In all other religions, the believers are largely victims of delusion. Careful analysis is required to conclude that Christianity is the sole exception, since we already know that humans, including us, are capable of mass delusion. We must consider the distinct possibility that we too are delusional, and carefully rule it out. We must know how to identify delusion, and be careful not to engage in lifestyles/activities that perfectly fit the nature of delusion. Unfortunately, it’s very difficult to distinguish any element of Christianity from delusion.
When someone is deluding themselves, they tend to subject themselves solely to their particular belief and avoid/dismiss opposing arguments. Many Christians are this way; they don’t think outside their beliefs (like me until the age of 27). I have yet to personally encounter similar concerns amongst Christians as the now seemingly obvious ones I’ll present here. These concerns led me to doubt that which I hold dearest, which is a fair reason to avoid them.
When I started looking at Christianity through an unclouded lens, I was very disheartened. Try this: after every Christian teaching you hear, ask yourself, “is this also what I’d expect to hear if Christianity were false?” After several months of having to honestly answer “yes” without a single exception, this began to wear on me. Here are just a few Christian teachings to try it on:
• God works together all things for good, even when it’s tough to see.
• We can’t understand God’s decisions because his mind is so superior.
• God doesn’t give us clear answers because Faith and love must be a choice.
• God’s wisdom is spiritually discerned and appears foolish to non-spiritual men.
• The Bible’s teachings must be analyzed in the context of the ancient culture.
• Fear the Lord, who has the power to throw us into Hell.
• The Bible warns against falling away from belief.
• Satan is the Father of Lies, turning many people away from Christ.
• Jesus Christ is coming soon.
• God speaks to us through the Bible, His living and active Word.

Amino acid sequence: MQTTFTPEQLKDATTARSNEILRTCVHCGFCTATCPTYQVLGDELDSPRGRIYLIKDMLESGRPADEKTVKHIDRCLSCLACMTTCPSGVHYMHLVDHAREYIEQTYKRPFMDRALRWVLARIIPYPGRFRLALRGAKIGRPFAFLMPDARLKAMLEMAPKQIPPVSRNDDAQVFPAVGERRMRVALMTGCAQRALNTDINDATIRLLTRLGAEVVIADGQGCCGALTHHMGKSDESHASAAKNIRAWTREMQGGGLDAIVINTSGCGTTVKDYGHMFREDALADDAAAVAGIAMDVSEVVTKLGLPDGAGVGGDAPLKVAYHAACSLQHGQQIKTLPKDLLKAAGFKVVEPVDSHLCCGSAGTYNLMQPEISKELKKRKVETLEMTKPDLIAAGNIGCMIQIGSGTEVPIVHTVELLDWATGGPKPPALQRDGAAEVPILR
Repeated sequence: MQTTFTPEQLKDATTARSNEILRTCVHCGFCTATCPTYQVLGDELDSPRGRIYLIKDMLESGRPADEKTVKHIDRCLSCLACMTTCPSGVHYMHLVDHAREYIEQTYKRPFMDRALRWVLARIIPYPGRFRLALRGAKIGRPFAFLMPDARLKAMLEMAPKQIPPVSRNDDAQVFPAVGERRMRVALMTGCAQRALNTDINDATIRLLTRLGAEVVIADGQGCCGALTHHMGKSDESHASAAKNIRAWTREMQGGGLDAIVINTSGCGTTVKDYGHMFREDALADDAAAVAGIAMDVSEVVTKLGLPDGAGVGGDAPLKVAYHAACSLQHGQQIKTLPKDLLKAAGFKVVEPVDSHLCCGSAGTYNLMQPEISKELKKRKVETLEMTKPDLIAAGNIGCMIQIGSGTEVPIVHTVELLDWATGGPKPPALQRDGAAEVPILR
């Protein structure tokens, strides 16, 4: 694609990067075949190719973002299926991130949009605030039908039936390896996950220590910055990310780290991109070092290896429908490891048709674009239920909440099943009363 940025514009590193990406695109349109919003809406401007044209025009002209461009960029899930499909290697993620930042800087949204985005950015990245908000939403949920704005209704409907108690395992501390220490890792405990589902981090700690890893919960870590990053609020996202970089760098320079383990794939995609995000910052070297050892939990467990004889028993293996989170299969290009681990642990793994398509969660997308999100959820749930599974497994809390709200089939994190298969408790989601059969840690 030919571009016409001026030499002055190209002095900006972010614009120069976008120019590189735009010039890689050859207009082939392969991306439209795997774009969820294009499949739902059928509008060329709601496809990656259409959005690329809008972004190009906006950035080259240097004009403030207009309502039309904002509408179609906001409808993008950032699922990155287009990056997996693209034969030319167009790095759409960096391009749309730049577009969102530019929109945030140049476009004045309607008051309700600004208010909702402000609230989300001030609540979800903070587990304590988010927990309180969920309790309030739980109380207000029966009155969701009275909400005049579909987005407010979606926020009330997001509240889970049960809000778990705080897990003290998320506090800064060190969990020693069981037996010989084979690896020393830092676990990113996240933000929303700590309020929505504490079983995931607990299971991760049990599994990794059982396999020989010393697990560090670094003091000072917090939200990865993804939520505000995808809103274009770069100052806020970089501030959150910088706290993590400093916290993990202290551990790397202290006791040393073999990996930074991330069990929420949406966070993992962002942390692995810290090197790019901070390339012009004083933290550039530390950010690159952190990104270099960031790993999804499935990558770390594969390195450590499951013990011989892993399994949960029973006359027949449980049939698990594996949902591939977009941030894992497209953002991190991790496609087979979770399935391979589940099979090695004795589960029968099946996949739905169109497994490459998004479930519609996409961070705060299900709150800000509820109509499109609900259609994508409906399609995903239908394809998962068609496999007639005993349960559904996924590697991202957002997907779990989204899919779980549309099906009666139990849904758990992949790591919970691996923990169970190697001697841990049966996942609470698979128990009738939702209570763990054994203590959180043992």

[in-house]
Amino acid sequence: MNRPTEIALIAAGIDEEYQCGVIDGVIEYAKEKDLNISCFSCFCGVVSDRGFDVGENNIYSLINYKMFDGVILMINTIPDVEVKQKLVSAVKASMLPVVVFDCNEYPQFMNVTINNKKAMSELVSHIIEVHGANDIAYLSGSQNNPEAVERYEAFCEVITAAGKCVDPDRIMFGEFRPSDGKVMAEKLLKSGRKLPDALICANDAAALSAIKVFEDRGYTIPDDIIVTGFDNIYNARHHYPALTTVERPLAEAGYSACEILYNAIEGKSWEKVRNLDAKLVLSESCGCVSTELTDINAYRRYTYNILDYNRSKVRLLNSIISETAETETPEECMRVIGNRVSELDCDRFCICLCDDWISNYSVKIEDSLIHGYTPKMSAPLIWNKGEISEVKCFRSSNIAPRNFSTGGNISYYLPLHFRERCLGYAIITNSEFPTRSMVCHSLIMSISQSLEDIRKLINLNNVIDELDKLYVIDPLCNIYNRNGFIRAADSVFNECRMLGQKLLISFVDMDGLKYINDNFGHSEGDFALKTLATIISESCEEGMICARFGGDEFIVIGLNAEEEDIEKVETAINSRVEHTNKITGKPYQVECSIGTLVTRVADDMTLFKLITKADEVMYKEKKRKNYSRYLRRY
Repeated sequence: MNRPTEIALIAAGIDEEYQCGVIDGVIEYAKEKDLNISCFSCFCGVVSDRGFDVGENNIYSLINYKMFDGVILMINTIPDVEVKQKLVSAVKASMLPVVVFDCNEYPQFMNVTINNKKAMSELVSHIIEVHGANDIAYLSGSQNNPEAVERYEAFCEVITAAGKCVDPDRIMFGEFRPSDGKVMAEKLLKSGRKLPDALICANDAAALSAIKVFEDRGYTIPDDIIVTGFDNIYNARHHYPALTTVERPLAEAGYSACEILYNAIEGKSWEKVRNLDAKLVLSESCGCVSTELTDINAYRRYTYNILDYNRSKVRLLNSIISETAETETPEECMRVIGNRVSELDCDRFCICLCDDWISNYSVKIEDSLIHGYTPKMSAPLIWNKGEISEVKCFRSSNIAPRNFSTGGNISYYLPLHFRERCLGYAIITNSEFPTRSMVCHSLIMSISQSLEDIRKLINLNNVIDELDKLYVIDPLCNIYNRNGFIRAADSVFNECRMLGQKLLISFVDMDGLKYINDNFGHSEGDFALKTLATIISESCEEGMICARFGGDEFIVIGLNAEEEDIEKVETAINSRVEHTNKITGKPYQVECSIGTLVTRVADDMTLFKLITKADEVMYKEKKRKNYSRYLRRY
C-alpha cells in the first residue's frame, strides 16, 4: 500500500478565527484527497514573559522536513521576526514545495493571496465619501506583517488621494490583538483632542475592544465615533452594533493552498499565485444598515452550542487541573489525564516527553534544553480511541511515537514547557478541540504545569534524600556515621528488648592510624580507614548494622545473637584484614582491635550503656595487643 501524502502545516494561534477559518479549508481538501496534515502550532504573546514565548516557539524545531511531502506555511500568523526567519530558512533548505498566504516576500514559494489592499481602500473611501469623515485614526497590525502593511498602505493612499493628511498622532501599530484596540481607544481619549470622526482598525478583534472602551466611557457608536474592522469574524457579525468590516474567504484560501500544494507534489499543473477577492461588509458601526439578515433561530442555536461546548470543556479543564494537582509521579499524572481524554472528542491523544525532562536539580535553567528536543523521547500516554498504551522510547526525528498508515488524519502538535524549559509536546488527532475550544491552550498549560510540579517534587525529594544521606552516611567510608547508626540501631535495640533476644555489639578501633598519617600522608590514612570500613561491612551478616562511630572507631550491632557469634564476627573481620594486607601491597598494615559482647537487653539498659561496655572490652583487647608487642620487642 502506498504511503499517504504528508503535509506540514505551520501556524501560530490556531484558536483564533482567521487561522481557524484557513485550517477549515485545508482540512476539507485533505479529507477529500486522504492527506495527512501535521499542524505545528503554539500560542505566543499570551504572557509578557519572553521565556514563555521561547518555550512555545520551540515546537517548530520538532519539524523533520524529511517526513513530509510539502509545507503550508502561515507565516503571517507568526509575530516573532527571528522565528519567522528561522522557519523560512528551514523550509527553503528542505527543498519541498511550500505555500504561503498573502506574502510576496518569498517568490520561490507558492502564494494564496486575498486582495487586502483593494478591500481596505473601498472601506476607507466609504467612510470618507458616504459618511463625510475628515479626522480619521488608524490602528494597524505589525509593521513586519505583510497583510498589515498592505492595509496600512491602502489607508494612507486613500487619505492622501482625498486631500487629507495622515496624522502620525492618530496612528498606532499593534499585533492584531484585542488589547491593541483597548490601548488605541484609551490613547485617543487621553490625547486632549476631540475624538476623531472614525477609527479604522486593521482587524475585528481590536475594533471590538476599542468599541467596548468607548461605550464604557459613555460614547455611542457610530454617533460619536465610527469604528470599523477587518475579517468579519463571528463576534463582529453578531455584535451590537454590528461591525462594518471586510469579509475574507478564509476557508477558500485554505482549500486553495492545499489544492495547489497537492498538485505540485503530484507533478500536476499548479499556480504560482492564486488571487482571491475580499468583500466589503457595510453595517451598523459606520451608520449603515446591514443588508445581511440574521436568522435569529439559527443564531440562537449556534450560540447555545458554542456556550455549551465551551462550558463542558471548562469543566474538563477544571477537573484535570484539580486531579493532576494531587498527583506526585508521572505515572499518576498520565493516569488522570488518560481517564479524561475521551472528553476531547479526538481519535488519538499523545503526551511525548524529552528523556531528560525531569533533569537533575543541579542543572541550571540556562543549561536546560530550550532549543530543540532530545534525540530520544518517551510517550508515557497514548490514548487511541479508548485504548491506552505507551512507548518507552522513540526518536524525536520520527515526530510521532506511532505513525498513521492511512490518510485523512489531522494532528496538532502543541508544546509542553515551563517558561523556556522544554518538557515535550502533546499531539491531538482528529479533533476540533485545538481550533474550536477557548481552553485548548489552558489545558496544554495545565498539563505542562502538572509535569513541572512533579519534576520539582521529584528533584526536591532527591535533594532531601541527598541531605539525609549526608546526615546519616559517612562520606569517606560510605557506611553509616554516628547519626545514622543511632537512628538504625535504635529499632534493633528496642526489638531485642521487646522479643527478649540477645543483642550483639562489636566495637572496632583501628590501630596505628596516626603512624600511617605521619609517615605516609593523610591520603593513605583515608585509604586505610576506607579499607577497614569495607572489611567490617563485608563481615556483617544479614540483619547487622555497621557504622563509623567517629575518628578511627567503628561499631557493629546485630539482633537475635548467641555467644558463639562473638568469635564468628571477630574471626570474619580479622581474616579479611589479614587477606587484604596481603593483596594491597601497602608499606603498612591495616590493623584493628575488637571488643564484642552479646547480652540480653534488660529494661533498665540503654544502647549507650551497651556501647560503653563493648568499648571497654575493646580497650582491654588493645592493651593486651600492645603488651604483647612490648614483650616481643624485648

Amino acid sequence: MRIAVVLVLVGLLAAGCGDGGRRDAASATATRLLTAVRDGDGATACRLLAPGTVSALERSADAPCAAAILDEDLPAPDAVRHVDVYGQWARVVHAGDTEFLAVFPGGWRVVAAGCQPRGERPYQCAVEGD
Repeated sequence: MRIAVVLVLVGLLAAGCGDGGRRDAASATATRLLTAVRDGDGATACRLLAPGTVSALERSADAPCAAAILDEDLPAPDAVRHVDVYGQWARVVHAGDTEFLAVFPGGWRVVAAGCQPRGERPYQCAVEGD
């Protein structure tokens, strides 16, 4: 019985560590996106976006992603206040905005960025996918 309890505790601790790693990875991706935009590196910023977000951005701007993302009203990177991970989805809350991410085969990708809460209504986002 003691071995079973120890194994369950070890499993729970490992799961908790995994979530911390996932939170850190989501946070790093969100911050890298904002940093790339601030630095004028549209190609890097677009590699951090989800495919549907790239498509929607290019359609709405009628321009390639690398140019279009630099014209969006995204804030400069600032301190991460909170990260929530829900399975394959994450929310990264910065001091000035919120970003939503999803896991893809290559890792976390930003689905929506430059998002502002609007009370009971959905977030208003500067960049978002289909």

• We can’t go through this Christian walk alone, we need fellowship.
• We are standing in the way of what God desires for us.
• We will learn all the answers and see God when we die.
Since Jesus is supposed to be the absolute Truth, we can call Christians "seekers of the absolute Truth". A seeker of the absolute Truth should not accept teaching at face value. This implies that the individual who is seriously doubting and seeking, who may be considered weak in Faith, may actually be further along in their spiritual journey than some Christians who simply believe what is taught. I’d hope all seekers of the absolute Truth would critically assess their beliefs and think heavily about these/other concerns. Otherwise it will be difficult to argue that Christians are not merely delusional. If we can’t find the answers and yet still believe, then our Faith is even stronger because we’re not ignorant to the lack of evidence.
If our God is true, we do not have to delude ourselves to believe in Him. A relationship with God must be readily available by his mighty power and love, not by continual efforts in mind-maintenance. If this relationship is readily available, then I’d imagine most Christians must have it. I personally feel little/no substance to a relationship with Jesus. I’ve found an overwhelming majority of devoted Christian’s also admit an unsettling sense of distance in this relationship.
Not giving up and not choosing complacency, the question becomes: what does a real relationship with God look like and how do we attain it? The view we generally gather from church is that God’s relationship is similar to that of an intimate Earthly lover, and it’s attained largely through Bible-reading/following and prayer. This sets up high expectations which lead to guilt and confusion. The common response is to take blame, “I just haven’t been reading my Bible and praying like I should.” Mother Teresa preached this intimate closeness, did more Bible-reading and praying than most could imagine, yet secretly admitted in her diary that she always felt a complete absence of God. If we’re expecting a lover-like relationship with God, then why would Bible-reading and prayer be the medium anyway? Imagine your wife wrote you a book about how much she loves you, gave it to you on your wedding day, then moved far away and said “call me and I’ll just listen without responding.” No rational man would stay in love with her or blame themselves for the lack of intimacy, saying, “She loves me so much, I just don’t read her book and call her like I should.” No, there must be more relational substance to survive. I see three main possibilities: 1) There is a different means of drawing intimately close to God which we’re not commonly taught, 2) the lover analogy is off and “closeness to God” needs to be properly redefined with little intimacy/feeling, 3) God doesn’t exist, that’s why we can’t get close to Him. Either way, the church is conveying false ideas which are causing guilt and confusion.